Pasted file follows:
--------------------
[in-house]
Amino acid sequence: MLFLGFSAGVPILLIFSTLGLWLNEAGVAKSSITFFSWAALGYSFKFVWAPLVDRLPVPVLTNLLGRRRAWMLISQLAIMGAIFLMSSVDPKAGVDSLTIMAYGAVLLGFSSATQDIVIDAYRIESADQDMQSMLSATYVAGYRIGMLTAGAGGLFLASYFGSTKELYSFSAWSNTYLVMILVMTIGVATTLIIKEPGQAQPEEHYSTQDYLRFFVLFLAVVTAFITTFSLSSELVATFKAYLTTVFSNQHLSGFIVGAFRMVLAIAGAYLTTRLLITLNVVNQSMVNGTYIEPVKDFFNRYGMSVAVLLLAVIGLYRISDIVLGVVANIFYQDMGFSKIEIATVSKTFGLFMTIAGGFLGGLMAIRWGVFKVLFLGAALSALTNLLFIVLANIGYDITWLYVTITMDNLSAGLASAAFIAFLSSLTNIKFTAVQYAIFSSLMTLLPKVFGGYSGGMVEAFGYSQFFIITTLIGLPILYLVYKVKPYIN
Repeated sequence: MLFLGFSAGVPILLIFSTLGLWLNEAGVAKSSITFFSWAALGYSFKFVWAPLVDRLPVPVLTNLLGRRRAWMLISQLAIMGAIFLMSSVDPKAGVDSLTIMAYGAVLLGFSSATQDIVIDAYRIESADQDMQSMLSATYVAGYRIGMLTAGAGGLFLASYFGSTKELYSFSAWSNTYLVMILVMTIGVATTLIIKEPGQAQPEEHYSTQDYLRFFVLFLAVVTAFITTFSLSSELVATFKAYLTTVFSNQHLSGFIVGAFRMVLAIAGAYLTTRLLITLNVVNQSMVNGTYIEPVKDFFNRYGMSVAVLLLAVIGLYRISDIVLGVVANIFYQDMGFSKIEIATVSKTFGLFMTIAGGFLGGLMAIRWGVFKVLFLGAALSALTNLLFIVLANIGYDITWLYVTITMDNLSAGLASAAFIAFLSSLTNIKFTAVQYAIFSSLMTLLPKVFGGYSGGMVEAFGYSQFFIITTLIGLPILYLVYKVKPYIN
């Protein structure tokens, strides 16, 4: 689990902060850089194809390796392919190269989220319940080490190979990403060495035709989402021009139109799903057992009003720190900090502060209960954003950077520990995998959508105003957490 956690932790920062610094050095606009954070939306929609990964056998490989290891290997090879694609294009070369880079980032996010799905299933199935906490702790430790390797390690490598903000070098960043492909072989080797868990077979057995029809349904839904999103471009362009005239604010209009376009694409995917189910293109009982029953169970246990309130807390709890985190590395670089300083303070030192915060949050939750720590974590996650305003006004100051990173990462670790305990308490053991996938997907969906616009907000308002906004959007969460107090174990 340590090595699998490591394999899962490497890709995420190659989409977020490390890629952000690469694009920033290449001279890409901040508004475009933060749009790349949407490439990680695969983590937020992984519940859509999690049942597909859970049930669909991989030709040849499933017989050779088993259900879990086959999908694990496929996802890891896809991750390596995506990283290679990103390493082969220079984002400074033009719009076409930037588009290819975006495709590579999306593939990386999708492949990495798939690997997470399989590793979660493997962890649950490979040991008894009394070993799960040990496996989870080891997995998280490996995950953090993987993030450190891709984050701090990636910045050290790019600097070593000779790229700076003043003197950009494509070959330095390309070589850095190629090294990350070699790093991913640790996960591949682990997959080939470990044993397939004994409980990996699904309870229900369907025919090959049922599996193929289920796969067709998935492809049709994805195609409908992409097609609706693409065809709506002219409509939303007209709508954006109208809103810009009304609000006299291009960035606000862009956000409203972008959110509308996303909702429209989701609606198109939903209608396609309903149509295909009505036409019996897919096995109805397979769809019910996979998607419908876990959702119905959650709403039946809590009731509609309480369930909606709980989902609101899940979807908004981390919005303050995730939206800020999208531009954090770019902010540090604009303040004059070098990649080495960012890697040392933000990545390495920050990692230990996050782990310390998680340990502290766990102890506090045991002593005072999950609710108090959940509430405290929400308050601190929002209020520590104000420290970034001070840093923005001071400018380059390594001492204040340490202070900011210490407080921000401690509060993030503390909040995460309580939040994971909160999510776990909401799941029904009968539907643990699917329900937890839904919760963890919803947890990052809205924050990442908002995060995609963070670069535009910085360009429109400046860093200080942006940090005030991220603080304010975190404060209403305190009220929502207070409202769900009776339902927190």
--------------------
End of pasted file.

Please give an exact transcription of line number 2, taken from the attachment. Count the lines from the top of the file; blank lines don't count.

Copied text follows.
Amino acid sequence: MLFLGFSAGVPILLIFSTLGLWLNEAGVAKSSITFFSWAALGYSFKFVWAPLVDRLPVPVLTNLLGRRRAWMLISQLAIMGAIFLMSSVDPKAGVDSLTIMAYGAVLLGFSSATQDIVIDAYRIESADQDMQSMLSATYVAGYRIGMLTAGAGGLFLASYFGSTKELYSFSAWSNTYLVMILVMTIGVATTLIIKEPGQAQPEEHYSTQDYLRFFVLFLAVVTAFITTFSLSSELVATFKAYLTTVFSNQHLSGFIVGAFRMVLAIAGAYLTTRLLITLNVVNQSMVNGTYIEPVKDFFNRYGMSVAVLLLAVIGLYRISDIVLGVVANIFYQDMGFSKIEIATVSKTFGLFMTIAGGFLGGLMAIRWGVFKVLFLGAALSALTNLLFIVLANIGYDITWLYVTITMDNLSAGLASAAFIAFLSSLTNIKFTAVQYAIFSSLMTLLPKVFGGYSGGMVEAFGYSQFFIITTLIGLPILYLVYKVKPYIN